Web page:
I hope that all citizens of Charlevoix County will take this executive order very seriously during this critical period. By limiting our contact with others, we can flatten the curve and decrease the demand that will be placed on our health care system.

The best thing that we can do to fight this virus is to stay home and stay safe.

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Bay Township Man Arraigned on Murder Charge

This morning in the 90th District Court, Paul Henry Crest, 82, of Bay Township was arraigned on charges of open murder, assault with intent to murder and two counts of using a firearm during the commission of a felony.

Crest appeared via polycom from the Charlevoix County Jail.

The charges relate to shootings which occurred in Bay Township on Sunday, March 15.

The murder and assault with intent to murder charges both carry a possible maximum penalty of life in prison.

Crest, through his court appointed attorney Christopher Turkelson, stood mute and a not guilty plea was entered on his behalf to all four charges.

Turkelson indicated that he would be requesting psychological evaluations on Crest regarding his competency to stand trial and criminal responsibility.

Judge Angela Lasher scheduled a probable cause conference in the matter for Tuesday, April 7 at 9:30 a.m.

Lasher granted the request of Charlevoix County Prosecuting Attorney Allen Telgenhof that Crest be held without bond at this time, due to the severity of the charges against him.

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Follow Up on Bay Township Shooting Death

Today the Charlevoix County Prosecuting Attorney’s Office issued charges against an 82-year old Bay Township man for open murder, assault with intent to murder and two counts of using a firearm during the commission of felony.

According to police reports, yesterday on March 15, at his Bay Township residence, the man fatally shot a 51-year old woman five times and also shot a 77-year old woman twice. That woman suffered non-life threatening injuries.

The incident arose, according to reports, over the women taking away the man’s car keys and refusing to let him drive his car. A witness reported that the man suffers from dementia.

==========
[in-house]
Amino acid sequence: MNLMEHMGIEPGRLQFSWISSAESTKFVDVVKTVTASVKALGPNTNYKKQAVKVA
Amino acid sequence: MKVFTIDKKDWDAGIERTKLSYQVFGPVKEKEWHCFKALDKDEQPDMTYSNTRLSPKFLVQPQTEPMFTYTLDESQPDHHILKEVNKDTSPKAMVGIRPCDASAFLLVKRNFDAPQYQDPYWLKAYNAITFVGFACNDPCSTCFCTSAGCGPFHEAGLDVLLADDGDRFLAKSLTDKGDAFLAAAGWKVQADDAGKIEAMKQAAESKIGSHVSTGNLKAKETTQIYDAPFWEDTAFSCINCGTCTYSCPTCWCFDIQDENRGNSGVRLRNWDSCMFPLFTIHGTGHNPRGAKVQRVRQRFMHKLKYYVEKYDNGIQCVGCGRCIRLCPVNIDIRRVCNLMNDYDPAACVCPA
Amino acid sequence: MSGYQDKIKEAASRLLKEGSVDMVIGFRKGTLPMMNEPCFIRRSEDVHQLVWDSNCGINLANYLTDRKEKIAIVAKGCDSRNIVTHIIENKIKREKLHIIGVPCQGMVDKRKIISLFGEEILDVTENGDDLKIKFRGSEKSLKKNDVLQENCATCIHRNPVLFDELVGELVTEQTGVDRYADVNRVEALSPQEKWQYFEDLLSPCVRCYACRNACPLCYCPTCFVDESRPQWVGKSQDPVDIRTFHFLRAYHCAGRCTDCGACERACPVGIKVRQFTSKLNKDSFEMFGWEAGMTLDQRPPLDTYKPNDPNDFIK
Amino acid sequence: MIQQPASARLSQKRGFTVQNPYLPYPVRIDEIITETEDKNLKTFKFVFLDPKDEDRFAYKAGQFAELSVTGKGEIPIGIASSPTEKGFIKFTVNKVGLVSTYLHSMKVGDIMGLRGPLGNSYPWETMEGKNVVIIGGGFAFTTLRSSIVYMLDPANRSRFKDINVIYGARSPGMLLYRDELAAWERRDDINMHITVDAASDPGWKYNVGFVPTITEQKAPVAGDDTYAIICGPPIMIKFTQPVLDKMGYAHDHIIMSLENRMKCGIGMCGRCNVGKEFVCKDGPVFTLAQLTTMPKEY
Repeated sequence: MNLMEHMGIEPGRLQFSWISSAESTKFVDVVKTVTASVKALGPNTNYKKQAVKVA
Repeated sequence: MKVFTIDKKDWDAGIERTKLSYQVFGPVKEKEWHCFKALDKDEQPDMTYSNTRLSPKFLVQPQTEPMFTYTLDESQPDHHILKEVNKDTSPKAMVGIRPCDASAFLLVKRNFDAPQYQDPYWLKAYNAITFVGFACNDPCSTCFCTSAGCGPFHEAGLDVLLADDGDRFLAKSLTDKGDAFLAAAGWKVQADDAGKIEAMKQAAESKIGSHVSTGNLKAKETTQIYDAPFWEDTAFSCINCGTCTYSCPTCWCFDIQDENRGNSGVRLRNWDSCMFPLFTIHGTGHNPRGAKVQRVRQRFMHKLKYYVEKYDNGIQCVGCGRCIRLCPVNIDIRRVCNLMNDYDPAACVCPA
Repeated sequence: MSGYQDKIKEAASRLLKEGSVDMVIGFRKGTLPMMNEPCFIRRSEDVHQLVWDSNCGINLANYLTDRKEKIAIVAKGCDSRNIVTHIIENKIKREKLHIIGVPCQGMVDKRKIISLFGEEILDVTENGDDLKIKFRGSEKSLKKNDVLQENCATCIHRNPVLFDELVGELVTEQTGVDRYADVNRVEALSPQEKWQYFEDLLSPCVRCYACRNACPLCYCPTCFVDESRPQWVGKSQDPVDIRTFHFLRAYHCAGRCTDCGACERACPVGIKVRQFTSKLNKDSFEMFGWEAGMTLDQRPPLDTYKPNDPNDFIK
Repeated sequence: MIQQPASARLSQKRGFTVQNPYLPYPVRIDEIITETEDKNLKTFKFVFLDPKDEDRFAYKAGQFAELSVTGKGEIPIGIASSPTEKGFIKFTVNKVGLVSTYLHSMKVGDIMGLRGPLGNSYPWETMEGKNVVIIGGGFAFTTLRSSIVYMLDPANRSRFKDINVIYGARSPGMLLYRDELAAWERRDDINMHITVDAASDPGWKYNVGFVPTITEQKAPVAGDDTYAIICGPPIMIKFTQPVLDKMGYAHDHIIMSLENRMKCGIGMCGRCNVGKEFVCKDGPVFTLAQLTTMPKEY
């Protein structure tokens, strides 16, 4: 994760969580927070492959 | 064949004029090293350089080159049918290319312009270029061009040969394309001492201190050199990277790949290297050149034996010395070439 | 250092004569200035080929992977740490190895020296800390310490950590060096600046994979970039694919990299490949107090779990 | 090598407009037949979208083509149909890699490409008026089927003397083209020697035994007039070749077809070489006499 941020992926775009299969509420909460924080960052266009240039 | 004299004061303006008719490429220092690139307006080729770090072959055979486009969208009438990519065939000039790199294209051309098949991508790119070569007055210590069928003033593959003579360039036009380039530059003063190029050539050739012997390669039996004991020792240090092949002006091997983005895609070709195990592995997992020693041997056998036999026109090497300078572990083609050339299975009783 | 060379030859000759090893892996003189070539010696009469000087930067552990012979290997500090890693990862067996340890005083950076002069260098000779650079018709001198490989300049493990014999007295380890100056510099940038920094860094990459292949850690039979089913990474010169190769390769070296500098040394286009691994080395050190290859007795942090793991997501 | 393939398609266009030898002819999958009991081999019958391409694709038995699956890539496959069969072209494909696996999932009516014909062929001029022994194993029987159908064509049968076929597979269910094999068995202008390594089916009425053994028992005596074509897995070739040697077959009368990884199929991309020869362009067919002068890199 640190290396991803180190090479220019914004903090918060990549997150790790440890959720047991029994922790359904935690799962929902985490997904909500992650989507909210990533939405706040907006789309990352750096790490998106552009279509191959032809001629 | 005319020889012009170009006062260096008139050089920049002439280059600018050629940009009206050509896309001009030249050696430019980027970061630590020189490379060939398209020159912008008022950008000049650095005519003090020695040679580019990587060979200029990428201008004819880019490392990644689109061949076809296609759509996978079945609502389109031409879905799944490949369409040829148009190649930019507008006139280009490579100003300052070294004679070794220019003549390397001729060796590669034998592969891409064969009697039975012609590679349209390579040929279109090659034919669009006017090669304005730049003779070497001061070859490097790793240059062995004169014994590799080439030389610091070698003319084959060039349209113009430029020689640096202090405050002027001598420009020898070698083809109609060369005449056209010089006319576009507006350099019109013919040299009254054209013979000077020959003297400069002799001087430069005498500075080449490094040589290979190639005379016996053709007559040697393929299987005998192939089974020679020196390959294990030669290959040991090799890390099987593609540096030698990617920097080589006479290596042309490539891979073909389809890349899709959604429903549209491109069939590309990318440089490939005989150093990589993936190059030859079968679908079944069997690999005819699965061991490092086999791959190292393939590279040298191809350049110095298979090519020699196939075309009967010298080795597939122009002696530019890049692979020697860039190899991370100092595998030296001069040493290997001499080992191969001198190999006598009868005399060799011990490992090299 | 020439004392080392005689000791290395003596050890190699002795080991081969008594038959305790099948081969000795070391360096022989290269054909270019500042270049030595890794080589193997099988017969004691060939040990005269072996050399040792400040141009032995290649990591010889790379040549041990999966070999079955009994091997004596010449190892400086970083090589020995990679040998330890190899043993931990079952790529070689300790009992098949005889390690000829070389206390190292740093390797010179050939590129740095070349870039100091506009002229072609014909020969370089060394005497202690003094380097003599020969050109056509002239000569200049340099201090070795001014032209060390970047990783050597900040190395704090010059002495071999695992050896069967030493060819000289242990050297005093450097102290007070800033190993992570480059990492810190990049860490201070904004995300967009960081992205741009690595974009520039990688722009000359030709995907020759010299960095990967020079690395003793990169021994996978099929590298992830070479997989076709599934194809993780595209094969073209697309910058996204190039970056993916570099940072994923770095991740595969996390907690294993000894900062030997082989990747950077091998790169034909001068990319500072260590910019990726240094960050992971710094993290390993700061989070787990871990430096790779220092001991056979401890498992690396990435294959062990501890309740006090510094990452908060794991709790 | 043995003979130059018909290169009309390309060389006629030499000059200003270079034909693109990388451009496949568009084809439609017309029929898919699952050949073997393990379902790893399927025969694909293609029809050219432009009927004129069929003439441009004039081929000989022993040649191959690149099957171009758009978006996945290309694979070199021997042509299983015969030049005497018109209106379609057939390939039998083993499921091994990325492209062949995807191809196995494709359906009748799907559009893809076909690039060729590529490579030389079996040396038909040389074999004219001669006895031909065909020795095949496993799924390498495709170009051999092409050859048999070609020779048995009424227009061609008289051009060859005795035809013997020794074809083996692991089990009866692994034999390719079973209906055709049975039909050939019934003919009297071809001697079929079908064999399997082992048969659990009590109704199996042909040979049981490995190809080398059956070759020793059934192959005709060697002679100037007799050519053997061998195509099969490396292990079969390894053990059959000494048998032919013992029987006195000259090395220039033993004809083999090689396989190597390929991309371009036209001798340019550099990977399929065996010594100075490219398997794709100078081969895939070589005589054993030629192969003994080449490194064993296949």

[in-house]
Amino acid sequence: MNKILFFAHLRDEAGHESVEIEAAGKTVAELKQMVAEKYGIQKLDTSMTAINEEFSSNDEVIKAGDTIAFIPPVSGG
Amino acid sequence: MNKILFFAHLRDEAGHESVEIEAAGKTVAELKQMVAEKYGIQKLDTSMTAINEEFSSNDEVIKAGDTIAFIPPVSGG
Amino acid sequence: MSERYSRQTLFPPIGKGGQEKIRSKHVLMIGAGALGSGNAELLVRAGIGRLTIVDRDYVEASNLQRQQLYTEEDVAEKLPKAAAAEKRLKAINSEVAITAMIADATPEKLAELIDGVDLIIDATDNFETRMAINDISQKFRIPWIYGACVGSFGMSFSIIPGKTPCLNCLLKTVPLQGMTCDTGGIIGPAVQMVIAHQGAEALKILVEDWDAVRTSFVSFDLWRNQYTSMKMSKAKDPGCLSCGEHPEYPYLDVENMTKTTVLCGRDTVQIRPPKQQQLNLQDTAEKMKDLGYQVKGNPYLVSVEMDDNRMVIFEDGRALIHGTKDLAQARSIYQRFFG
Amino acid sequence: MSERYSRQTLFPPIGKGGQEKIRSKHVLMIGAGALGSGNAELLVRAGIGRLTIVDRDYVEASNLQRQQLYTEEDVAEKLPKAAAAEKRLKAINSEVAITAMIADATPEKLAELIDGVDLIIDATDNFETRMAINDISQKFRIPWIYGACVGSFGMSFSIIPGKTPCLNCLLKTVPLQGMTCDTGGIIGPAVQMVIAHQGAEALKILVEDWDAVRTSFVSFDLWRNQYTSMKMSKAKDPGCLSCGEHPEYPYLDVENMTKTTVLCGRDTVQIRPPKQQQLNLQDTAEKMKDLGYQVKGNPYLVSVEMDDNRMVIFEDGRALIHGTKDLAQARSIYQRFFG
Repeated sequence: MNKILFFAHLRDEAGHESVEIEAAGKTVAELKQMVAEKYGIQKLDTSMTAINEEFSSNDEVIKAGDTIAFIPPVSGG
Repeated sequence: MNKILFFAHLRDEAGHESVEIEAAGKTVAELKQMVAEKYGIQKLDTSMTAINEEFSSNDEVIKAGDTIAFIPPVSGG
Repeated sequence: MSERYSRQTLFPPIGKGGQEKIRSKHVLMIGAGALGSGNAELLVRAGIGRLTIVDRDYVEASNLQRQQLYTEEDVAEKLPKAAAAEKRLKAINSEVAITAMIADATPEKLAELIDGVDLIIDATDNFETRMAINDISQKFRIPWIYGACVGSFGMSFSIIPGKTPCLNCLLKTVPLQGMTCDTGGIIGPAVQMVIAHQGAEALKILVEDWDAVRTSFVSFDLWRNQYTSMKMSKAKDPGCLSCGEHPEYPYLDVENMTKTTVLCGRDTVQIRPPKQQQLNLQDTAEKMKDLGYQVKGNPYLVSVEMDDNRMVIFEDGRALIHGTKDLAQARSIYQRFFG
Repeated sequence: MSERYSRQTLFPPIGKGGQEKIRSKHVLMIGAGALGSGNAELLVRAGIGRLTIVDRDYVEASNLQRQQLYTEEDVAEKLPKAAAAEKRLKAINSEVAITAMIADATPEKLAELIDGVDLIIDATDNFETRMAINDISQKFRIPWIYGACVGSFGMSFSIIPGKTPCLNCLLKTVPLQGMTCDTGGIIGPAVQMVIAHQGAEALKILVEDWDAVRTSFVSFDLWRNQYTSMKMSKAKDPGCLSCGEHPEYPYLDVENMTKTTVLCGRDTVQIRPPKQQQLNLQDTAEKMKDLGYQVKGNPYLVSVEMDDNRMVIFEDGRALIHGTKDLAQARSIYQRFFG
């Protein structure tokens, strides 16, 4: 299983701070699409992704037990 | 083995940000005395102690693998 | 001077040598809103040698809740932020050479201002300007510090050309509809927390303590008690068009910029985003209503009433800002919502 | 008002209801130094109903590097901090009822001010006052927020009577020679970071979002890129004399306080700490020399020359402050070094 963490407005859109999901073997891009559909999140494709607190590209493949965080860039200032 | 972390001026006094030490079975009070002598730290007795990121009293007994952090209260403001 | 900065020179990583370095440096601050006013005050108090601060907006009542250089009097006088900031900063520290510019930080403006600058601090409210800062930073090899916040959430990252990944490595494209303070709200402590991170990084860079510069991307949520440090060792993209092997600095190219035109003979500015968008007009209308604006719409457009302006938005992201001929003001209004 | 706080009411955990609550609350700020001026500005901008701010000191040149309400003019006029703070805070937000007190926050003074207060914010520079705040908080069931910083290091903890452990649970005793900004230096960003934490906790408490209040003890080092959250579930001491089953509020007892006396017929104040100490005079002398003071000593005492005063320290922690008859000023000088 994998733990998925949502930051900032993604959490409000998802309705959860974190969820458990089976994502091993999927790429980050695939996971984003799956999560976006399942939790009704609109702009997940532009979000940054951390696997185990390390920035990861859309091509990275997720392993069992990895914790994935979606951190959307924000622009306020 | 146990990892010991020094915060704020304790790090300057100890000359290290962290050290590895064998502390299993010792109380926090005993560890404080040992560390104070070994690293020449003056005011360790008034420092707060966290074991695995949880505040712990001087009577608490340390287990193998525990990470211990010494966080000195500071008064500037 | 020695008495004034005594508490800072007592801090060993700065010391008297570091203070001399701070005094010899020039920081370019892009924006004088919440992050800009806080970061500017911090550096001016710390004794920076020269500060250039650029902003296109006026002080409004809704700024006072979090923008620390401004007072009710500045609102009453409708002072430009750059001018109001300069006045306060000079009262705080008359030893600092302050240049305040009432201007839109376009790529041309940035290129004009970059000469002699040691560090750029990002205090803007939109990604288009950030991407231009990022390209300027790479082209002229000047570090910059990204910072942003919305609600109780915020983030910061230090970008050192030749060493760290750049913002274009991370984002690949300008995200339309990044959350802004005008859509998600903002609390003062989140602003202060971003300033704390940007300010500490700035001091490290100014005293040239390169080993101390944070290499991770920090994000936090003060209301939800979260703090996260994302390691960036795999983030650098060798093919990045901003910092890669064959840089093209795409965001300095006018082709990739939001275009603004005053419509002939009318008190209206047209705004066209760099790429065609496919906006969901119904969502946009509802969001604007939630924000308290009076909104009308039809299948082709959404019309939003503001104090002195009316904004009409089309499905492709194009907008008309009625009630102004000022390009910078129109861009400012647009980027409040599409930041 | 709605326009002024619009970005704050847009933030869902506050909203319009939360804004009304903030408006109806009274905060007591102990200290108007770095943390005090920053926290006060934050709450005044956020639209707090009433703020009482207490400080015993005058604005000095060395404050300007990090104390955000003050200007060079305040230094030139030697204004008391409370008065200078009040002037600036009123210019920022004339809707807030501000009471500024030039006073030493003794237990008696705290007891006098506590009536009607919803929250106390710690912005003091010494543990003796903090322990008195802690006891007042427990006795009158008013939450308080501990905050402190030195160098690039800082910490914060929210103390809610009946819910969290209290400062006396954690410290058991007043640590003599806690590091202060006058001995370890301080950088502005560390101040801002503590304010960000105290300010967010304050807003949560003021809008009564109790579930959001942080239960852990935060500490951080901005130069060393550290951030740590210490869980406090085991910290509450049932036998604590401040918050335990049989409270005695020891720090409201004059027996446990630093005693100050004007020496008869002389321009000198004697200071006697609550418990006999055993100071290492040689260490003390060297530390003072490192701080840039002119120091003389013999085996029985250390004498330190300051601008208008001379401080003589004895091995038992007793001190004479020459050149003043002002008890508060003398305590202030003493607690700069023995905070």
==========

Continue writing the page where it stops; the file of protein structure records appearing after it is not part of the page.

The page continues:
“The case is charged at this time as open murder which means that if the case were to go to trial, the jury would be asked to decide whether it is murder of the first or second degree,” Charlevoix County Prosecuting Attorney Allen Telgenhof said. “This charge can be modified later based upon new information.”

It is an affirmative defense to a prosecution for a criminal offense that the defendant was legally insane when he committed the acts constituting the offense. An individual is legally insane if, as a result of mental illness or as a result of having an intellectual disability, that person lacks substantial capacity either to appreciate the nature and quality of the wrongfulness of his conduct or to conform his conduct to the requirements of the law. Mental illness or having an intellectual disability does not otherwise constitute a defense of legal insanity.

A defendant has the burden of proving the defense of insanity by a preponderance of the evidence.

If a defendant proposes to raise an insanity defense, they must file a notice of their intention to assert an insanity defense with the court. If this is done, the court shall order the defendant to undergo an examination relating to the insanity claim by the Center for Forensic Psychiatry in Saline.

“We do not have enough information on this individual’s mental health condition and history to draw any conclusions at this time,” Telgenhof said. “Based upon the information and resources available to us, the charges that were filed are the best way to proceed at this time. He and the public are safe at this time.”

 

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Four Sentenced to Prison in 33rd Circuit Court

This morning, Judge Roy C. Hayes III sentenced four defendants to the Michigan Department of Corrections on felony cases in the 33rd Circuit Court.